The Cost of Criticism

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    Gary Day has made a thought-provoking and highly readable contribution to one of the most difficult categories of critical writing: a history of literary criticism. Such a task is harder, as René Wellek once put it, than building a mountain out of melting ice. But who needs a mountain of ice? If indeed ‘criticism has no history’, as Day himself asserts, does such a narrative history have any critical or even market value (p. 1)? Few students have any real interest in the development of their discipline, even if they continue to rely on and even reiterate a number of iconic critical tenets. And many educators have been caught up in the so-called rise of the cultural sciences, a broadening out of the already elastic discipline of English. This is of course appealing, certainly as a response to the most persistent charges held against histories of literary criticism, that of disciplinary insularity and obscurantism. As Day succinctly demonstrates, English literary criticism has always pirated other intellectual disciplines, even though he tactically avoids the encroachment of literary theory on what was once termed ‘polite learning’. In fact, literary criticism, as a composite of rhetorical and grammatical criticisms, existed long before the various critical vocabularies were invented. This is certainly not a new insight, and derives largely from Raymond Williams and others. But Day's personalised ‘take’ on the subject is highly instructive. For instance, the author embeds within his narrative the grand narratives of Darwinism, the rise of Protestantism, and the like, in order to draw out various attempts at the shaping of literary criticism in its social and intellectual contexts rather than to contain them. He does not rely on seismic events, such as the invention of the printing press or the toothbrush, to tell the story as such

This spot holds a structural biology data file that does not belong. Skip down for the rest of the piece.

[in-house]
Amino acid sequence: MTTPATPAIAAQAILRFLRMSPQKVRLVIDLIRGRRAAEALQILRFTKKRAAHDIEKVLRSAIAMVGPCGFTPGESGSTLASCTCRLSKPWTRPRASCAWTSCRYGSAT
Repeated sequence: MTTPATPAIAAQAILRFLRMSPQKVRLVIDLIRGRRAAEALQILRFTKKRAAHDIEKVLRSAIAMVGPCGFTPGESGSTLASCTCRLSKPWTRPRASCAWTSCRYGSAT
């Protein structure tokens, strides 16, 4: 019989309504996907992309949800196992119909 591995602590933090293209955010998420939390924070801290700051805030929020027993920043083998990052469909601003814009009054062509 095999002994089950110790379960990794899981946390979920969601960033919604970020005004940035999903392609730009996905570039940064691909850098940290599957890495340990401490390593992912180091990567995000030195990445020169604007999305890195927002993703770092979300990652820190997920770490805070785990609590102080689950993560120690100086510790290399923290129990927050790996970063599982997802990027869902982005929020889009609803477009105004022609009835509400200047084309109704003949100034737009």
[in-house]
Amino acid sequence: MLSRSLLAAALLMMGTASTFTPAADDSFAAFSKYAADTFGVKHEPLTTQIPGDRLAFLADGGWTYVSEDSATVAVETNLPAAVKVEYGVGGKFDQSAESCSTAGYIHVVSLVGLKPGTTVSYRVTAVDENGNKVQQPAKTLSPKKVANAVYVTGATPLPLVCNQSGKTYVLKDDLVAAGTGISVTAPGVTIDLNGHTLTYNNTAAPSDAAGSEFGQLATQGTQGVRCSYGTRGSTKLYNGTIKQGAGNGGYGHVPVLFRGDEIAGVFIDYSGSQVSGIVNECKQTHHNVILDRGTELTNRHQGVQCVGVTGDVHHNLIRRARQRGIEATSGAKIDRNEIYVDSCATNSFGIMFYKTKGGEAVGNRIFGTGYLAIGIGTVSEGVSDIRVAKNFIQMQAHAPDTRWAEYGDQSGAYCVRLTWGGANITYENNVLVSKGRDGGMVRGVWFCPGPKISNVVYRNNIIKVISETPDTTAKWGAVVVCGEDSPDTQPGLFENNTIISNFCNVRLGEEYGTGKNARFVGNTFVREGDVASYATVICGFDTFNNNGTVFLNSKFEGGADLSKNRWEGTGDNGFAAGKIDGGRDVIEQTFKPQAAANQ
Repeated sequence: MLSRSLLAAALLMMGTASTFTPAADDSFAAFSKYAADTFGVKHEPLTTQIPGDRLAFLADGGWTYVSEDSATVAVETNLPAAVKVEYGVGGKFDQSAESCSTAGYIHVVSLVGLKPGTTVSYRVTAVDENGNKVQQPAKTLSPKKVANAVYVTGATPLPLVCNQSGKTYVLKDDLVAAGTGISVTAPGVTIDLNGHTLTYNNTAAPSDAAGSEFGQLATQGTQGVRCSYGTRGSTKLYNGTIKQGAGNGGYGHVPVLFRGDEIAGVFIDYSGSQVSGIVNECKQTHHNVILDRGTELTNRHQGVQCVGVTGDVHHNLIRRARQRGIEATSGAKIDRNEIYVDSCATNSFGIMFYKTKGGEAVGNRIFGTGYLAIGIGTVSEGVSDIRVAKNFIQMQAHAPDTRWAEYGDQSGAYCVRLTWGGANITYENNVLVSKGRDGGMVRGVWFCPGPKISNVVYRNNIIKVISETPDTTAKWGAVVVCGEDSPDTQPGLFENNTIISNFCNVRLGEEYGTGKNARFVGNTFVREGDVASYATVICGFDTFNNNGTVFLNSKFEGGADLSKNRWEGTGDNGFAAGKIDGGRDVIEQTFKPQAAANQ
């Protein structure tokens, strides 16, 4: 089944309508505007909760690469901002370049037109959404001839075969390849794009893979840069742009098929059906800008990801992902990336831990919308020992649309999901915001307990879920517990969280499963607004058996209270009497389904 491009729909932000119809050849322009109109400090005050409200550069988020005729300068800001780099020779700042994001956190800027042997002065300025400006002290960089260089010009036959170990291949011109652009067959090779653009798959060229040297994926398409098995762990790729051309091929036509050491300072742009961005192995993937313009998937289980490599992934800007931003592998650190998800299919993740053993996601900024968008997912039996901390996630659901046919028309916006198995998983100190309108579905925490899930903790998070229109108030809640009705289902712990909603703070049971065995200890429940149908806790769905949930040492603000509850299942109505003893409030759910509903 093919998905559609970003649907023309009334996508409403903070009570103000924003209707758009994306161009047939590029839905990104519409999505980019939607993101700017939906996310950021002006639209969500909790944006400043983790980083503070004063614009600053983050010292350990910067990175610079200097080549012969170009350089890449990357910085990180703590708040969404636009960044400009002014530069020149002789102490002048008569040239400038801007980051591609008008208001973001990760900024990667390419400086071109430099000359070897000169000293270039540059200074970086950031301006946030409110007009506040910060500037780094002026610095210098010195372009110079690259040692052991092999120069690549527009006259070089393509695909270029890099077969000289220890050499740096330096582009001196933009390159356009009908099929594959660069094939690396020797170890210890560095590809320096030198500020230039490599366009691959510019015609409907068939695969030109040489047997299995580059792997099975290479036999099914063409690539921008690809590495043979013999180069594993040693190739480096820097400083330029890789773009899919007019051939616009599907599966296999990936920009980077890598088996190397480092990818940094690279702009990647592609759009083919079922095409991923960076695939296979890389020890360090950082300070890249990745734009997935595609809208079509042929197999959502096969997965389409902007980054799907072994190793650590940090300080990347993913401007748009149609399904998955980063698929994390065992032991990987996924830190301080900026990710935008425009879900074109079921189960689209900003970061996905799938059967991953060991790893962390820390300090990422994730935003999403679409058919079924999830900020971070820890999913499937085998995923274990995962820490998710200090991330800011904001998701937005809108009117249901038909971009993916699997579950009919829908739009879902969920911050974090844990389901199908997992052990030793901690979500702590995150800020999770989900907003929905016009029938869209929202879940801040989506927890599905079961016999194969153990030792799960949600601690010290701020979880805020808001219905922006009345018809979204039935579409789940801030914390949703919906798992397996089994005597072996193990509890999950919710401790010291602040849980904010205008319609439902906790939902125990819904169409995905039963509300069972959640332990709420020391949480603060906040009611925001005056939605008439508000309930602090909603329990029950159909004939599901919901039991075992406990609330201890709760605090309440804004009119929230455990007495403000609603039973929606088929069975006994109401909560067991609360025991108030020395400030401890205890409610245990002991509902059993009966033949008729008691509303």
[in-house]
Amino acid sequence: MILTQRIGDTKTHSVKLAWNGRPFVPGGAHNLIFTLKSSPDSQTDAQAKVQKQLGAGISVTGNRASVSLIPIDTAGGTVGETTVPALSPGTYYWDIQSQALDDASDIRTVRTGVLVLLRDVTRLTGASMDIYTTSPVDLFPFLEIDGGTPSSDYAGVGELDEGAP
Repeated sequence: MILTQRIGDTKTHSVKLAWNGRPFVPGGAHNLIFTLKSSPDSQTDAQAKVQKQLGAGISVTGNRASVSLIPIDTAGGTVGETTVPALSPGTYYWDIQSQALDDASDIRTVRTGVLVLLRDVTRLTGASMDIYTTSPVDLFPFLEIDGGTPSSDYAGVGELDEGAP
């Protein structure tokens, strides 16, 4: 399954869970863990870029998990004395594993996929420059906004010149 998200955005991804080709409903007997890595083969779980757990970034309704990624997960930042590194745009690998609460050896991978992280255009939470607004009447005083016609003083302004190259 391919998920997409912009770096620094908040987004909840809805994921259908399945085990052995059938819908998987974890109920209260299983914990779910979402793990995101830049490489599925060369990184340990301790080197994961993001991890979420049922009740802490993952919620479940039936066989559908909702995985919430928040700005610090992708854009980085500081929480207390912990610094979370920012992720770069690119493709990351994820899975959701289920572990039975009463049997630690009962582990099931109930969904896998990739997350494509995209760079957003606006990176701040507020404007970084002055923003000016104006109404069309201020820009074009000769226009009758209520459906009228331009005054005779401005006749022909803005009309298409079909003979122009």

Original languageEnglish
    Pages (from-to)397-401
    Number of pages5
    JournalCambridge Quarterly
    Issue number4
    Publication statusPublished - Dec 2009


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